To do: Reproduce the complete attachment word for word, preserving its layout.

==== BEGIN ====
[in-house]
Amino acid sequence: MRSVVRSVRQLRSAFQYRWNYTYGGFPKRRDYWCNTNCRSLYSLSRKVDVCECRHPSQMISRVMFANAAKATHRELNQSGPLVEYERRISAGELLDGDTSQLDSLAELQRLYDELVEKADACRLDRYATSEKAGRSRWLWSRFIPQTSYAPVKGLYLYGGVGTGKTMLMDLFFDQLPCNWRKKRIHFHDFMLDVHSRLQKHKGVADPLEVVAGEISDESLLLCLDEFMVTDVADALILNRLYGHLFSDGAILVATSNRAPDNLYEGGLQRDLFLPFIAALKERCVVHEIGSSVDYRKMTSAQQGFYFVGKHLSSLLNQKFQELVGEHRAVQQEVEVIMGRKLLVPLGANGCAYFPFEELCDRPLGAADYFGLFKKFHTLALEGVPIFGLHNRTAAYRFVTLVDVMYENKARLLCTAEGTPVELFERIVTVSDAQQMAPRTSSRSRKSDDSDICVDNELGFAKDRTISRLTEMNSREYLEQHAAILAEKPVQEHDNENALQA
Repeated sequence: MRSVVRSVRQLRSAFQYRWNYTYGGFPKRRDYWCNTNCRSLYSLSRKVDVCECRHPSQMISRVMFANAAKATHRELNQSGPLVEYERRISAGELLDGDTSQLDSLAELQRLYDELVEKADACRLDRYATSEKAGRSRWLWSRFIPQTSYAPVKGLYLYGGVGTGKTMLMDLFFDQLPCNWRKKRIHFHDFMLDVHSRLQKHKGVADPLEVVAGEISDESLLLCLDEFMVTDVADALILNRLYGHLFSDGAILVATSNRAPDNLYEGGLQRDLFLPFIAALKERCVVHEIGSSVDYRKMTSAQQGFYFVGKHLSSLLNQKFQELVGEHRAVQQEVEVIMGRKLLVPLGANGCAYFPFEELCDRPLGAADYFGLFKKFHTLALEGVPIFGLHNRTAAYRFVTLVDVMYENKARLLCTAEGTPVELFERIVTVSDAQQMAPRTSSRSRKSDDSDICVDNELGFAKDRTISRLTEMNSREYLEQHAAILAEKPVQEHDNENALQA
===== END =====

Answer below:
[in-house]
Amino acid sequence: MRSVVRSVRQLRSAFQYRWNYTYGGFPKRRDYWCNTNCRSLYSLSRKVDVCECRHPSQMISRVMFANAAKATHRELNQSGPLVEYERRISAGELLDGDTSQLDSLAELQRLYDELVEKADACRLDRYATSEKAGRSRWLWSRFIPQTSYAPVKGLYLYGGVGTGKTMLMDLFFDQLPCNWRKKRIHFHDFMLDVHSRLQKHKGVADPLEVVAGEISDESLLLCLDEFMVTDVADALILNRLYGHLFSDGAILVATSNRAPDNLYEGGLQRDLFLPFIAALKERCVVHEIGSSVDYRKMTSAQQGFYFVGKHLSSLLNQKFQELVGEHRAVQQEVEVIMGRKLLVPLGANGCAYFPFEELCDRPLGAADYFGLFKKFHTLALEGVPIFGLHNRTAAYRFVTLVDVMYENKARLLCTAEGTPVELFERIVTVSDAQQMAPRTSSRSRKSDDSDICVDNELGFAKDRTISRLTEMNSREYLEQHAAILAEKPVQEHDNENALQA
Repeated sequence: MRSVVRSVRQLRSAFQYRWNYTYGGFPKRRDYWCNTNCRSLYSLSRKVDVCECRHPSQMISRVMFANAAKATHRELNQSGPLVEYERRISAGELLDGDTSQLDSLAELQRLYDELVEKADACRLDRYATSEKAGRSRWLWSRFIPQTSYAPVKGLYLYGGVGTGKTMLMDLFFDQLPCNWRKKRIHFHDFMLDVHSRLQKHKGVADPLEVVAGEISDESLLLCLDEFMVTDVADALILNRLYGHLFSDGAILVATSNRAPDNLYEGGLQRDLFLPFIAALKERCVVHEIGSSVDYRKMTSAQQGFYFVGKHLSSLLNQKFQELVGEHRAVQQEVEVIMGRKLLVPLGANGCAYFPFEELCDRPLGAADYFGLFKKFHTLALEGVPIFGLHNRTAAYRFVTLVDVMYENKARLLCTAEGTPVELFERIVTVSDAQQMAPRTSSRSRKSDDSDICVDNELGFAKDRTISRLTEMNSREYLEQHAAILAEKPVQEHDNENALQA